The Amazing Race: All-Stars - Season in Review
The Amazing Race: All-Stars has ended, and it's time to look back on a season that wasn't all that well-received by either critics or fans.  I enjoyed the season, but I enjoy every season, so that doesn't mean much.  I can understand where the criticism comes from, but I think it's mostly a inevitable product of  any All-Star season.  The freshness is gone, and we get a little tired of seeing teams we already know doing things they've already done. 

There weren't any particularly seminal moments on this season, nothing too controversial.  It was a typical season, with some cool destinations (Patagonia was my favorite).  Let's take a team-by-team (in order of elimination) look at The Amazing Race: All-Stars season.

Jon Vito and Jill: I didn't see their initial season (or just don't remember them) so I don't really have much to say about their exit.  They were nice people to interview, and didn't make any horribly glaring mistakes that led to their departure.  It must be awful leaving the game first, however.  It's a dubious distinction, and not something you want to be known for.

Kevin and Drew:  Drew collapsed on a dimly lit street, much to my embarrassed glee.  From the beginning, it was quite clear that the two cue balls didn't have it in them, and were merely going through the notions.  Drew wasn't in the physical condition to compete on the race, and I'm just glad they got ousted before he had to go through a physically demanding task.  That would have been painful to watch.

David and Mary:  Team Kentucky aren't “all-stars”, per se.  They were very well-liked on season ten, but were never any good at the game.  Frankly, they got lucky to advance as far as they did on All-Stars.  Mary's bickering at David was always entertaining, and their drawls were endearing.  The best part, to me, was that this whole experience really made a profound change on who they are as people.  Oh, and I think Oprah built them a house or something.

Rob and Amber: I still believe that they were the best team, and that they were bounced from the competition via bad luck (or terrible letter finding abilities, if you believe that to be a legitimate skill).  I've always grappled internally with the “How much luck is involved on The Amazing Race,” question, and I still don't have a good answer.  My best guess: there's a lot of luck involved, but less than some teams would lead you to believe. 

Teri and Ian:  Perhaps the most badass older couple we've ever seen on The Amazing Race.  They were very good racers and deserved a spot on the show, if only to fill the token “older couple” niche.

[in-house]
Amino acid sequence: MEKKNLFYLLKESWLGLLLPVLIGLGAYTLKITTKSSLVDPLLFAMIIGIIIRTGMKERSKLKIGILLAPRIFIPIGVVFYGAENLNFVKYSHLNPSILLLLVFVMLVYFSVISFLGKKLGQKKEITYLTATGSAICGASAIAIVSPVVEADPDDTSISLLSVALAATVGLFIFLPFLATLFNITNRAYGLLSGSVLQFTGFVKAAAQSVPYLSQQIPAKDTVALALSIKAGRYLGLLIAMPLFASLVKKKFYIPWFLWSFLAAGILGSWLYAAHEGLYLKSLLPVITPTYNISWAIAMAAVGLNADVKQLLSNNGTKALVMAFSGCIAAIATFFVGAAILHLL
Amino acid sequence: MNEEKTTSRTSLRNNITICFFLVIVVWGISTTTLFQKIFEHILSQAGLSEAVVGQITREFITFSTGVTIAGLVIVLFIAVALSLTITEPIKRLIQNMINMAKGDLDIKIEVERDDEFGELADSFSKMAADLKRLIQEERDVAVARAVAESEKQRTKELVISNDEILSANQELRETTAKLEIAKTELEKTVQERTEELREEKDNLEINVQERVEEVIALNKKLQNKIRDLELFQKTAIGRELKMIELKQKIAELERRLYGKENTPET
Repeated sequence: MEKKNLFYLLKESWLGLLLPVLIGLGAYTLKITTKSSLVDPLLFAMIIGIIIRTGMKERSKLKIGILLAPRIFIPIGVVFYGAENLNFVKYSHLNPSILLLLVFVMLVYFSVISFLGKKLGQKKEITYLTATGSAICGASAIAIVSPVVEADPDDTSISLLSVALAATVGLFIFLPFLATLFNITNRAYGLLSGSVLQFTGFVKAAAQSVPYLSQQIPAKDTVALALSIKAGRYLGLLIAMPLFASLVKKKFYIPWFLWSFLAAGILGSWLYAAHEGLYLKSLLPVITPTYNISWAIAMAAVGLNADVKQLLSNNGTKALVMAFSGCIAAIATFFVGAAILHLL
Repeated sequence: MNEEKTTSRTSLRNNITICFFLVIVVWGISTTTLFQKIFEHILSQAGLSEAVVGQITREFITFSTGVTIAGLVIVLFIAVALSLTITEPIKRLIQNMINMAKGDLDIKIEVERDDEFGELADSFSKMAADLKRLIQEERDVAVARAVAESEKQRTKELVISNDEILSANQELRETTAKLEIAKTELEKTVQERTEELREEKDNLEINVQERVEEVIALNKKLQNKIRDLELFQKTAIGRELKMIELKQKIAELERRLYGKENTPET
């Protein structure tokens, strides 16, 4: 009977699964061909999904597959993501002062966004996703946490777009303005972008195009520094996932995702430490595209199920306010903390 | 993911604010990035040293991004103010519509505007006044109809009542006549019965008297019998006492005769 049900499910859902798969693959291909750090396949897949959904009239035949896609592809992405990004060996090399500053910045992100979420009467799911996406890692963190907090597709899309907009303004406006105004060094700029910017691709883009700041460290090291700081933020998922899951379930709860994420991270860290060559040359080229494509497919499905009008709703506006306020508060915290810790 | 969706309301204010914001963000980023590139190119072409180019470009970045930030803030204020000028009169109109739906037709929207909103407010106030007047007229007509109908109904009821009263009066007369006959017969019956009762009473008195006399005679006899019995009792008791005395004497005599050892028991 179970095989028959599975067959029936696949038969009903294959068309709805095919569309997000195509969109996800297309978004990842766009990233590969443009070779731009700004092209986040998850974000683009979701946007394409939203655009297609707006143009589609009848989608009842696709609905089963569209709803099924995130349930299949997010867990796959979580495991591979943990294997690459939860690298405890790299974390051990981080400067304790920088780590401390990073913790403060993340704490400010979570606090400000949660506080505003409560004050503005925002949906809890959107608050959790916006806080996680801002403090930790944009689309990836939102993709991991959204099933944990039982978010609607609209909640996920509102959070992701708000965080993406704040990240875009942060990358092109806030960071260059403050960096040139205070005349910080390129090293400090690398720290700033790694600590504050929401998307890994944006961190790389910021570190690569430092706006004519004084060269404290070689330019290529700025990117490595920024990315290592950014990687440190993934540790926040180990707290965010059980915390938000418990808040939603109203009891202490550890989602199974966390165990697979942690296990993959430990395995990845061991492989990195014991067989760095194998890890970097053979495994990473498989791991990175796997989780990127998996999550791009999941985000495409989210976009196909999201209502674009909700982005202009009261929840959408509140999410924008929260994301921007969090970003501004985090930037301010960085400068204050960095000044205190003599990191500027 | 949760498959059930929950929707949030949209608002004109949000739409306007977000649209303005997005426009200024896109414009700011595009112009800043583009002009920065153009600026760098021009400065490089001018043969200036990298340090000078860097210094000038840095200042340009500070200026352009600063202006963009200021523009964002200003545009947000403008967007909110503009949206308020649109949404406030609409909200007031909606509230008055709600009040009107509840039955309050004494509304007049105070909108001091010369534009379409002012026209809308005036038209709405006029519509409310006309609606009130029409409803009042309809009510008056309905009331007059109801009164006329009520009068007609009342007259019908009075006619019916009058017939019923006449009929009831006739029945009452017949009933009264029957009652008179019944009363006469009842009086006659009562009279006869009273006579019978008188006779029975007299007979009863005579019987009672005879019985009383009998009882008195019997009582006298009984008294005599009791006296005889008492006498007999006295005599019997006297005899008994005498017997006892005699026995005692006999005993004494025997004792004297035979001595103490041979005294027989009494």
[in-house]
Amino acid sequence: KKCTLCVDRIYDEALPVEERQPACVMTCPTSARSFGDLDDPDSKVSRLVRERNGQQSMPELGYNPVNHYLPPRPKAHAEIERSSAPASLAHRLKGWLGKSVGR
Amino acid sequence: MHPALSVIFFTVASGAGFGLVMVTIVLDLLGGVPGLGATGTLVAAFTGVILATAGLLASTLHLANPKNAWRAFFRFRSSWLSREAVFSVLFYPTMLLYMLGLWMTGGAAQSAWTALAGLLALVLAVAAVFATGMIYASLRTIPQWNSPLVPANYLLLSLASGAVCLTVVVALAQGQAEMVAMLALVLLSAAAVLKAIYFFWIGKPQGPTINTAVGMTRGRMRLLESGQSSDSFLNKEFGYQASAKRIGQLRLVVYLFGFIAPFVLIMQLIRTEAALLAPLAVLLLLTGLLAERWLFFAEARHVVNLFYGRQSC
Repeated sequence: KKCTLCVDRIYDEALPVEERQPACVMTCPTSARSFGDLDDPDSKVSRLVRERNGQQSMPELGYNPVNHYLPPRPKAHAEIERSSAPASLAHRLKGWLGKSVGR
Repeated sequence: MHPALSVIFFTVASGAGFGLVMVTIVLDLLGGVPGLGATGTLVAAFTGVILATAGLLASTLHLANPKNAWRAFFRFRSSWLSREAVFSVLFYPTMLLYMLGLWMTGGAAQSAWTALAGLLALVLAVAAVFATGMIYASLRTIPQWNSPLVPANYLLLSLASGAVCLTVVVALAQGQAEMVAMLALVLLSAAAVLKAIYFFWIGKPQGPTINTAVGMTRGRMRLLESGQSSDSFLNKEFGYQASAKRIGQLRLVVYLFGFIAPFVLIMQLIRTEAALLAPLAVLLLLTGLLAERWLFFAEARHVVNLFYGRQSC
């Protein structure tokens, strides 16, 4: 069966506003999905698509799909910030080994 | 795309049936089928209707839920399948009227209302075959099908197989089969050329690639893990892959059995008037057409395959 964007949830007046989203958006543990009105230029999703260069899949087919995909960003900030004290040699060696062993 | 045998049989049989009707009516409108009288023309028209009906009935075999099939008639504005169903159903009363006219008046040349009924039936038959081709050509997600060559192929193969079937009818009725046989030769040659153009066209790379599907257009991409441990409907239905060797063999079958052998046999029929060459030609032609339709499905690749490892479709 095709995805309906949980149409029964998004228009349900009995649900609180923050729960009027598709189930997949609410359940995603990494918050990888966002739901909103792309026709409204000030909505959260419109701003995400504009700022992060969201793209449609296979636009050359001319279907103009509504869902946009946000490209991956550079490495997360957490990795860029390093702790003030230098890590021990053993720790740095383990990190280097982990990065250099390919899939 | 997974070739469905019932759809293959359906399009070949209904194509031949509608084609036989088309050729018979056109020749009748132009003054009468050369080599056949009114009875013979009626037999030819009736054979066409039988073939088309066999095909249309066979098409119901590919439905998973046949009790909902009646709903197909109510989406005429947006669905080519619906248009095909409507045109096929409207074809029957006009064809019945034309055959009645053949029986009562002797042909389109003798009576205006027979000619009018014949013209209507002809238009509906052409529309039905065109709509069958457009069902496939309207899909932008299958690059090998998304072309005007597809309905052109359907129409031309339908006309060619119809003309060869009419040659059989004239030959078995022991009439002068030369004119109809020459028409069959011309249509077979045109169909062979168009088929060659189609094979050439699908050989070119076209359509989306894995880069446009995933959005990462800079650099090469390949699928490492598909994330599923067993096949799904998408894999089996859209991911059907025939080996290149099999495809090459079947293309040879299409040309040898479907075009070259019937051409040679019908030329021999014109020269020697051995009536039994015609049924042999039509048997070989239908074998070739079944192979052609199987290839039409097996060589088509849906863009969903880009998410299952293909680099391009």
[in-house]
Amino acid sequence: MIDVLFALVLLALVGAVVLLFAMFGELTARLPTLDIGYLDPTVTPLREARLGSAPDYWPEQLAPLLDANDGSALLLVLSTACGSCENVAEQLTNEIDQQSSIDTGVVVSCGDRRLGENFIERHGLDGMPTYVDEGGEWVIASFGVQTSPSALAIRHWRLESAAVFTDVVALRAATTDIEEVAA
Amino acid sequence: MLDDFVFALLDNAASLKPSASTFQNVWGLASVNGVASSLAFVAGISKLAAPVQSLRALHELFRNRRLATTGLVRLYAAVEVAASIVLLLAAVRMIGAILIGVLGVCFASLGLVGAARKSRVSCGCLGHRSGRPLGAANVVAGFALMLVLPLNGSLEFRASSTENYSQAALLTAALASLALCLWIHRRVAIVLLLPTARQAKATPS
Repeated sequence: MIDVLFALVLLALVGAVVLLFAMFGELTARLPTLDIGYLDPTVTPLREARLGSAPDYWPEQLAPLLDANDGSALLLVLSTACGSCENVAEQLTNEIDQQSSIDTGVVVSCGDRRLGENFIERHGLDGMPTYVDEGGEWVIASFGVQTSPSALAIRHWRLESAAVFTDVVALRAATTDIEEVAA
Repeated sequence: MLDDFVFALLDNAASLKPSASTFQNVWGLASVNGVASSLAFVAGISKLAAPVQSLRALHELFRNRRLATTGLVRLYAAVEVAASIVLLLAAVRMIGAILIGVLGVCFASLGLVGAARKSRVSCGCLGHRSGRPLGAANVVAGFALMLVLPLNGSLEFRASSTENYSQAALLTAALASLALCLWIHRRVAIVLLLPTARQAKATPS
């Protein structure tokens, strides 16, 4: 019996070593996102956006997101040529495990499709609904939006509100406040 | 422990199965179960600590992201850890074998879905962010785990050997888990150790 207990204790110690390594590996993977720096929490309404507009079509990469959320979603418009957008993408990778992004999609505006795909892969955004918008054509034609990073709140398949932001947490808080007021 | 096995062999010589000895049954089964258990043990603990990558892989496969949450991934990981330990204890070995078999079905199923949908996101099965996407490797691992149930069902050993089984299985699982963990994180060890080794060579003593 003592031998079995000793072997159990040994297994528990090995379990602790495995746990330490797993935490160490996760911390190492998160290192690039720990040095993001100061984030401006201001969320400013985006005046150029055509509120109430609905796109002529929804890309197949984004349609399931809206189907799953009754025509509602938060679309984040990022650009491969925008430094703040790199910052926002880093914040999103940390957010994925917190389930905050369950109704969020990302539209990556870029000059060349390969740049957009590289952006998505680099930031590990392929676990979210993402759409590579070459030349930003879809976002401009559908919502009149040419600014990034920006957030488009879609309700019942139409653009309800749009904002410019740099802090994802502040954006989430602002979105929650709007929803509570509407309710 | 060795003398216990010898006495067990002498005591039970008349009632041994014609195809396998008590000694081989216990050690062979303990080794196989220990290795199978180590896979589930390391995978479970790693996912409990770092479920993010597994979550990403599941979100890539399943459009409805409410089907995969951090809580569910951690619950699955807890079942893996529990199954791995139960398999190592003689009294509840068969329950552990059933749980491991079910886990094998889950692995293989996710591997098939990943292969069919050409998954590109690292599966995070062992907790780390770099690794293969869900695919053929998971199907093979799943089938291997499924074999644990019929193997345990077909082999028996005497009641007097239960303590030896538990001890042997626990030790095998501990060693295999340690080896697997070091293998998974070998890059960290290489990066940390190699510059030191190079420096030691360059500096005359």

Joe and Bill:  Oh, Team Guido.  They have been portrayed as evil by various teams and media outlets, but I've never seen it.  Sure, maybe they're a little smarmy, but I admired their confidence.  They were a self-assured team, unfazed by anyone else's opinions of them.  I suppose they could be a little grating on the other teams, but you knew what you were getting from the Guidos at the outset.  They were never malicious, and you could never accuse them of not having a good time on the race.

Uchenna and Joyce:  The former winners are probably the most well-liked among their peers, and rightfully so.  They are kind and decent people, and I'm glad they won their season.  However, I felt that they lacked a killer instinct on this season and that may have cost them.  Or they got unlucky.  Take your pick

Oswald and Danny: A couple of smart, happy dudes.  They dealt with all conflict in a reasonable manner, kept their dignity, and made it to the final four.  Nothing more to say.  They did take some shots at Eric during our interview, but it seemed to be all in good fun.

Charla and Mirna: The funniest moment of the season belongs to Charla, when she was wearing a full suit of armor and fell on her face. Charla and Mirna love being loud and boisterous; they make for good television.  Throughout the season, the cousins had no issue with begging airline employees for sold-out tickets or talking the ear off a cab driver who can't understand a word they're saying.  I, personally, find the two annoying, but they're solid human beings.

Dustin and Kandice
:  There are a lot of you out there who have an irrational hatred of the blondes, and I don't get it.  They were always tough competitors and would not hesitate to use the yield, but they were never cruel while doing so.  I think they've incurred bitterness from viewers who are jealous of how their looks have helped them get ahead in the race.  You can't blame them for that, though.

Eric and Danielle
: To their credit, they got far more likable as the season went along.  Eric pushed Danielle to the point of tears a couple times, but she battled through and ended up being one of the better female racers I can remember.  I'm glad they won the million.

-Oscar Dahl, BuddyTV Senior Writer

(Photo courtesy of CBS)